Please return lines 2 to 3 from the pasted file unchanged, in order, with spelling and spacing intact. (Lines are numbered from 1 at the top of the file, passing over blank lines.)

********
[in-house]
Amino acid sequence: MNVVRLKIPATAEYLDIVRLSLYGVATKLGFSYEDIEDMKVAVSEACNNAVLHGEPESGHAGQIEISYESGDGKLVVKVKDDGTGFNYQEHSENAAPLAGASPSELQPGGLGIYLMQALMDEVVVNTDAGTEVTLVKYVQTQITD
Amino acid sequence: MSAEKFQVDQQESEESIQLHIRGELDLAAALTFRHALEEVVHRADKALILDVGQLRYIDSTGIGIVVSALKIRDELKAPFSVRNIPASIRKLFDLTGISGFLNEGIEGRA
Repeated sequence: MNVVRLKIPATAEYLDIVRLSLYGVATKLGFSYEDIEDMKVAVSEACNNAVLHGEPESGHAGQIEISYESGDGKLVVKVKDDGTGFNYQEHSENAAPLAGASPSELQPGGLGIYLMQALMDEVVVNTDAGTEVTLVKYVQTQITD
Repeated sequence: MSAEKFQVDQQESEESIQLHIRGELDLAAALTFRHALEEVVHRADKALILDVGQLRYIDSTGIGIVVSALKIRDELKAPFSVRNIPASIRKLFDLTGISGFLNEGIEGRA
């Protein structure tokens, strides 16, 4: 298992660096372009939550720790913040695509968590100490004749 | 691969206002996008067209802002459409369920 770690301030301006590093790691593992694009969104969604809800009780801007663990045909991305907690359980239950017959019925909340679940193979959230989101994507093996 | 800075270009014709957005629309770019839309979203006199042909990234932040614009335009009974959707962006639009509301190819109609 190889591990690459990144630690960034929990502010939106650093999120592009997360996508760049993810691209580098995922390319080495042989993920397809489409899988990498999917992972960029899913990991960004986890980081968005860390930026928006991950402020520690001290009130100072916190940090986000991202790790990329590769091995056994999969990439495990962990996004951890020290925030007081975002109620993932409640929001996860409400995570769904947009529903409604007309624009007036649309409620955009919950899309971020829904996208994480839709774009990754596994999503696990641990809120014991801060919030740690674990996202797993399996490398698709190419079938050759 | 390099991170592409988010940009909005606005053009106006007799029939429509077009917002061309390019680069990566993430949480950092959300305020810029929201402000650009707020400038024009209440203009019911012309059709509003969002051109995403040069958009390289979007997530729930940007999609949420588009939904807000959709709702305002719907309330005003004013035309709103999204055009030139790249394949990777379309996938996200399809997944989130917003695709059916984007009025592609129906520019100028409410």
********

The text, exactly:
Amino acid sequence: MNVVRLKIPATAEYLDIVRLSLYGVATKLGFSYEDIEDMKVAVSEACNNAVLHGEPESGHAGQIEISYESGDGKLVVKVKDDGTGFNYQEHSENAAPLAGASPSELQPGGLGIYLMQALMDEVVVNTDAGTEVTLVKYVQTQITD
Amino acid sequence: MSAEKFQVDQQESEESIQLHIRGELDLAAALTFRHALEEVVHRADKALILDVGQLRYIDSTGIGIVVSALKIRDELKAPFSVRNIPASIRKLFDLTGISGFLNEGIEGRA